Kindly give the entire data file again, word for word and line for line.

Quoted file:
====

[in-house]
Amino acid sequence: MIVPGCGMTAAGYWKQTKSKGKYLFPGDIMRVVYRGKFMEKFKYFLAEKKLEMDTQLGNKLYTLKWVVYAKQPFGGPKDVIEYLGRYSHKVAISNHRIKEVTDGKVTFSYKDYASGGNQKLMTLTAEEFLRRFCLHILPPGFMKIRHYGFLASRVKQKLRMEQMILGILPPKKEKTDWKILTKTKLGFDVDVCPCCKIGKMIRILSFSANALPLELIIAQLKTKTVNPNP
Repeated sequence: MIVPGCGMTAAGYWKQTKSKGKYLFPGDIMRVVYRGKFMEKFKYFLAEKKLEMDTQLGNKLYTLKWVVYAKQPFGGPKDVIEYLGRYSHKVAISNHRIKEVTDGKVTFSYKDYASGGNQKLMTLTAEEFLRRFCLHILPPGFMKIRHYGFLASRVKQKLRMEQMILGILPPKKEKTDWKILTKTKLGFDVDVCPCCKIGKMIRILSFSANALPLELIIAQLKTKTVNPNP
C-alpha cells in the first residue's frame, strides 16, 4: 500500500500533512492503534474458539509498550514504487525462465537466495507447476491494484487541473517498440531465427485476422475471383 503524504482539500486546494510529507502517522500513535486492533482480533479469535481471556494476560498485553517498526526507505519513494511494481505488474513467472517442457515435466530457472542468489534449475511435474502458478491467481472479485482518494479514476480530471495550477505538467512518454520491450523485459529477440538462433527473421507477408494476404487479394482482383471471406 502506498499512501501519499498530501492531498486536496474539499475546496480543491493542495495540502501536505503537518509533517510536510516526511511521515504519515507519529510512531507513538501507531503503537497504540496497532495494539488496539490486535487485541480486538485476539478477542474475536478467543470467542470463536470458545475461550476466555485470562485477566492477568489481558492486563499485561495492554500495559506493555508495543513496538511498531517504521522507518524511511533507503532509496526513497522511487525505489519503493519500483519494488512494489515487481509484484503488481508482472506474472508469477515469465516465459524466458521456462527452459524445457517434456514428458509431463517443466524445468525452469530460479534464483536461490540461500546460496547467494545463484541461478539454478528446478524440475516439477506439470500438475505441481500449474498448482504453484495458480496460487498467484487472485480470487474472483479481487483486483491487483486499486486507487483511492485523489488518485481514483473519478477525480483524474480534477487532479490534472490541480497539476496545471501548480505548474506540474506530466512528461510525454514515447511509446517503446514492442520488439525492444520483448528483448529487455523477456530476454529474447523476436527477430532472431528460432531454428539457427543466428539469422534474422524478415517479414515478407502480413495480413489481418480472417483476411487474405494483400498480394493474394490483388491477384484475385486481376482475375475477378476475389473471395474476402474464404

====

[in-house]
Amino acid sequence: MIVPGCGMTAAGYWKQTKSKGKYLFPGDIMRVVYRGKFMEKFKYFLAEKKLEMDTQLGNKLYTLKWVVYAKQPFGGPKDVIEYLGRYSHKVAISNHRIKEVTDGKVTFSYKDYASGGNQKLMTLTAEEFLRRFCLHILPPGFMKIRHYGFLASRVKQKLRMEQMILGILPPKKEKTDWKILTKTKLGFDVDVCPCCKIGKMIRILSFSANALPLELIIAQLKTKTVNPNP
Repeated sequence: MIVPGCGMTAAGYWKQTKSKGKYLFPGDIMRVVYRGKFMEKFKYFLAEKKLEMDTQLGNKLYTLKWVVYAKQPFGGPKDVIEYLGRYSHKVAISNHRIKEVTDGKVTFSYKDYASGGNQKLMTLTAEEFLRRFCLHILPPGFMKIRHYGFLASRVKQKLRMEQMILGILPPKKEKTDWKILTKTKLGFDVDVCPCCKIGKMIRILSFSANALPLELIIAQLKTKTVNPNP
C-alpha cells in the first residue's frame, strides 16, 4: 500500500500533512492503534474458539509498550514504487525462465537466495507447476491494484487541473517498440531465427485476422475471383 503524504482539500486546494510529507502517522500513535486492533482480533479469535481471556494476560498485553517498526526507505519513494511494481505488474513467472517442457515435466530457472542468489534449475511435474502458478491467481472479485482518494479514476480530471495550477505538467512518454520491450523485459529477440538462433527473421507477408494476404487479394482482383471471406 502506498499512501501519499498530501492531498486536496474539499475546496480543491493542495495540502501536505503537518509533517510536510516526511511521515504519515507519529510512531507513538501507531503503537497504540496497532495494539488496539490486535487485541480486538485476539478477542474475536478467543470467542470463536470458545475461550476466555485470562485477566492477568489481558492486563499485561495492554500495559506493555508495543513496538511498531517504521522507518524511511533507503532509496526513497522511487525505489519503493519500483519494488512494489515487481509484484503488481508482472506474472508469477515469465516465459524466458521456462527452459524445457517434456514428458509431463517443466524445468525452469530460479534464483536461490540461500546460496547467494545463484541461478539454478528446478524440475516439477506439470500438475505441481500449474498448482504453484495458480496460487498467484487472485480470487474472483479481487483486483491487483486499486486507487483511492485523489488518485481514483473519478477525480483524474480534477487532479490534472490541480497539476496545471501548480505548474506540474506530466512528461510525454514515447511509446517503446514492442520488439525492444520483448528483448529487455523477456530476454529474447523476436527477430532472431528460432531454428539457427543466428539469422534474422524478415517479414515478407502480413495480413489481418480472417483476411487474405494483400498480394493474394490483388491477384484475385486481376482475375475477378476475389473471395474476402474464404